Overall, there was a strong correlation (P < 0.05) between EGF level and tumor size, signifying its potential role in tumor proliferation and its use as a predictive factor of HCC progression. A major limitation of our study is the relatively small number of patients who underwent TACE, heterogeneity of the study cohort is a limitation in many of the TACE studies because of the wide spectrum of HCC patients eligible for TACE compared with the other modalities of treatment of HCC, this can be overcome by conducting future prospective studies on larger number of patients with similar disease. Interestingly, serum EGF levels were higher post-TACE, although this difference was not statistically significant. The explanation of this marginal increase is not yet known, TACE-induced hypoxia (and angiogenesis) might be a contributing factor which needs further studies. The time point to measure serum EGF (1 week after TACE) was chosen at random as an initial evaluation to also address the effect of TACE on EGF, future studies focusing on including 2 additional time points at 1 and 3 months are warranted. Philip et al. tested five EGFR inhibitors: Erlotinib, gefitinib, cetuximab, lapatinib, and vandetanib. Erlotinib showed activity in a phase II study with mixed HCC populations with a median survival of 13 months, and it was being tested in combination with sorafenib in phase III. The other drugs either have not shown meaningful signals of efficacy in phase II, such as gefitinib and lapatinib, or are still in early stages of investigation. Gefinitib, a selective EGFR tyrosine kinase inhibitor, is reported to successfully treat lung cancer. When investigating the effects of gefitinib on tumor-induced angiogenesis, it was found that production of both VEGF and chemokine factor by EGF-stimulated HCC was more markedly inhibited by gefitinib. Sogawa et al. in their study used a novel human monoclonal antibody against EGFR as an imaging probe for HCC concluded that the radiolabeled human anti-EGFR monoclonal antibody 048-006 has the potential to be a safer imaging probe for predicting tumor uptake of anti-EGFR antibody therapeutic agents in HCC. Studying EGF and its receptors: pathway, therapies, and pipeline concluded that the exploitation of EGFR-directed therapies offered an improvement in survival and quality of life in non-small cell lung cancer and colorectal carcinoma. Additional efforts should be exerted directing further studies on EGFR-directed therapies to the poorly treated HCC patients.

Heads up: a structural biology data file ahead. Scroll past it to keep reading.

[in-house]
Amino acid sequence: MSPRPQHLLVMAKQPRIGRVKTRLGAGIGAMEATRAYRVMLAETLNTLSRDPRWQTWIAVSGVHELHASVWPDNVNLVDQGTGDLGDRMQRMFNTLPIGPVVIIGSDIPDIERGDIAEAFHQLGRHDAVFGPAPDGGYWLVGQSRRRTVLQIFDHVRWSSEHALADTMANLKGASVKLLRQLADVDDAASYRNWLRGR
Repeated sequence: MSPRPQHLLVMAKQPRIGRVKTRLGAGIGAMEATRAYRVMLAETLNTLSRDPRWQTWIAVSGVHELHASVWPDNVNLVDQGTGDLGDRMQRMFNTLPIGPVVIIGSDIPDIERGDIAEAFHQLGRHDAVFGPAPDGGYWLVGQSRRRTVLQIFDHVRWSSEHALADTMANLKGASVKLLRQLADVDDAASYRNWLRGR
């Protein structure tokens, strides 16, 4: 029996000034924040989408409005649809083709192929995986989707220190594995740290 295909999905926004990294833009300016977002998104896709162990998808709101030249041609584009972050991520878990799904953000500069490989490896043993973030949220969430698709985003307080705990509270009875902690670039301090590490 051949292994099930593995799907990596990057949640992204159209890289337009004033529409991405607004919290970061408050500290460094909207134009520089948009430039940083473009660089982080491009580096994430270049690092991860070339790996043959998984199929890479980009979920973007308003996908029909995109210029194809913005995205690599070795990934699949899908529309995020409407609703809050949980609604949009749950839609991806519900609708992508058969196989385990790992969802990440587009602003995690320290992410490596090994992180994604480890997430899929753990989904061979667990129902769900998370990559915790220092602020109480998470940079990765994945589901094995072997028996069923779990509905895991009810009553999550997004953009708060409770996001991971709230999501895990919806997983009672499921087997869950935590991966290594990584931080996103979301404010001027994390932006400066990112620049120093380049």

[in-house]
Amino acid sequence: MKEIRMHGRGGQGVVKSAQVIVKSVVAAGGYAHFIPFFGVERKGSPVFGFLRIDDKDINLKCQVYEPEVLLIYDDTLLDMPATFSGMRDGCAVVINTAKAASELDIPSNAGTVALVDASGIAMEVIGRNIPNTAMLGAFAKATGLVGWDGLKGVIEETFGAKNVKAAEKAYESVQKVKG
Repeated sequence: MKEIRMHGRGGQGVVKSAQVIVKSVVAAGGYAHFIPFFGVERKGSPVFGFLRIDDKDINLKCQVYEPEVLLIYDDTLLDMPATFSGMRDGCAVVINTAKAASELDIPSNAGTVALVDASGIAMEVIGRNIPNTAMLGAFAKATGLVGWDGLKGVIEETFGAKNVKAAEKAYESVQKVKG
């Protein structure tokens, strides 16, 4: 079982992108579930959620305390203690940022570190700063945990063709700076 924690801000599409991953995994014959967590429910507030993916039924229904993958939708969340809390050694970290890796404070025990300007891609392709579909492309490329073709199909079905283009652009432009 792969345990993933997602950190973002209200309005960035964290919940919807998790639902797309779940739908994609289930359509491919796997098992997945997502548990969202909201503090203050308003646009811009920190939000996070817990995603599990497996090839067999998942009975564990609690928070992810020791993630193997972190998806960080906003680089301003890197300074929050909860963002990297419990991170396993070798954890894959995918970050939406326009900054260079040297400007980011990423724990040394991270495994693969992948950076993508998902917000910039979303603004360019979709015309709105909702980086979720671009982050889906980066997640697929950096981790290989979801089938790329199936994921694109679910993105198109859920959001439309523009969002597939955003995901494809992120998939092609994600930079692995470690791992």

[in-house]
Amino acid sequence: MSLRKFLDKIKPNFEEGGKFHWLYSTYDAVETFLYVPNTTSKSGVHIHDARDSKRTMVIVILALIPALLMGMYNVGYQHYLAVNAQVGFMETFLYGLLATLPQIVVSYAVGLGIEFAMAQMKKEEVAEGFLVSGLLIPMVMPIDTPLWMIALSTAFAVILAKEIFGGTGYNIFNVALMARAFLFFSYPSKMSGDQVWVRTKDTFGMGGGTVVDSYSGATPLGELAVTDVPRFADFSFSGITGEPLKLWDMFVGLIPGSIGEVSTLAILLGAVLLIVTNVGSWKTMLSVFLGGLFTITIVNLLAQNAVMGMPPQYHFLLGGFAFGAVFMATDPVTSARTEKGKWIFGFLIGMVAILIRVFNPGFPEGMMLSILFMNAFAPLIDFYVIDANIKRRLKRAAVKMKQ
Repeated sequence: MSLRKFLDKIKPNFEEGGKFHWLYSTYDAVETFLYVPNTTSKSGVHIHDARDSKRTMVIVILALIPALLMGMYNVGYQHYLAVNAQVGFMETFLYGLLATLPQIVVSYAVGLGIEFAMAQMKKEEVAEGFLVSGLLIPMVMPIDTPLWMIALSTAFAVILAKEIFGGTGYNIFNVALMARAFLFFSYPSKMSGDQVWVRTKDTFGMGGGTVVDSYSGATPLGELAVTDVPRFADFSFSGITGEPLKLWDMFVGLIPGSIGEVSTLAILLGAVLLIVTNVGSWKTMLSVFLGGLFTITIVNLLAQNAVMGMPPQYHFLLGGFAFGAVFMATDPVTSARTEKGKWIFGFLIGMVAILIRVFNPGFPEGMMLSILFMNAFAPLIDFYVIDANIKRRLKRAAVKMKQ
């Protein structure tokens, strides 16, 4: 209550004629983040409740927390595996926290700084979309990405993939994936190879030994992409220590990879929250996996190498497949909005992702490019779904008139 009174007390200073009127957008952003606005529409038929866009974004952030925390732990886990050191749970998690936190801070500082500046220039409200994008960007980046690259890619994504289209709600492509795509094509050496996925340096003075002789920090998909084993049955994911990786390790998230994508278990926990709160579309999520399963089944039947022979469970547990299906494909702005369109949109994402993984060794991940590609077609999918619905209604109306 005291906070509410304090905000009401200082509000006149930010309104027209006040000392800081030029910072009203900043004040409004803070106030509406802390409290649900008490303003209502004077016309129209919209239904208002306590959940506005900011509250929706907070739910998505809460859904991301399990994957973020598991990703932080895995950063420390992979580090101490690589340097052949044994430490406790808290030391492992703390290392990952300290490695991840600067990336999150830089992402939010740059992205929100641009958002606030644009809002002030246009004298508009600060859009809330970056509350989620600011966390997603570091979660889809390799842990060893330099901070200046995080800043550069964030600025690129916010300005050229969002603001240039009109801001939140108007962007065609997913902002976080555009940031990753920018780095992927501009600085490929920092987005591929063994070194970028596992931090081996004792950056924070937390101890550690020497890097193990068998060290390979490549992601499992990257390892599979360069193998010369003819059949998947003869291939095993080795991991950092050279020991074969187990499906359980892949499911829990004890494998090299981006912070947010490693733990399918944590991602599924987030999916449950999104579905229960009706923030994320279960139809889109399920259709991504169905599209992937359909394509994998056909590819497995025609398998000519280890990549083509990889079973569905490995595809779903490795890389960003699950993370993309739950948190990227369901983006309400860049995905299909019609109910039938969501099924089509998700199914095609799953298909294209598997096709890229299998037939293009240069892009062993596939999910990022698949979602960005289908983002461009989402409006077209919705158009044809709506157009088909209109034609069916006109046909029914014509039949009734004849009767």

In conclusion, serum EGF levels were found to be significantly higher in HCC group in comparison with cirrhosis, chronic hepatitis, and control groups. A serum level of EGF is a predictor factor of HCC progression and together with older age were the only two predictive factors for poor survival in patients with HCC after 1 year of follow-up. There was an increase of serum EGF levels in response to TACE without significant difference. Future studies should be conducted to focus on EGFR and their inhibitors as new promising therapeutic agents for HCC with the inclusion of more patients with respectable tumors amenable to resection, ablation, and/or liver transplantation who are expected to survive long enough to study any potential prognostic importance of EGF.
Financial support and sponsorship
This study was supported by the Hepatology and Interventional Radiology Departments at the National Liver Institute, Menoufiya University, Egypt.
Conflicts of interest
There are no conflicts of interest.
- 1. El-Serag HB. Hepatocellular carcinoma. N Engl J Med 2011;365:1118-27.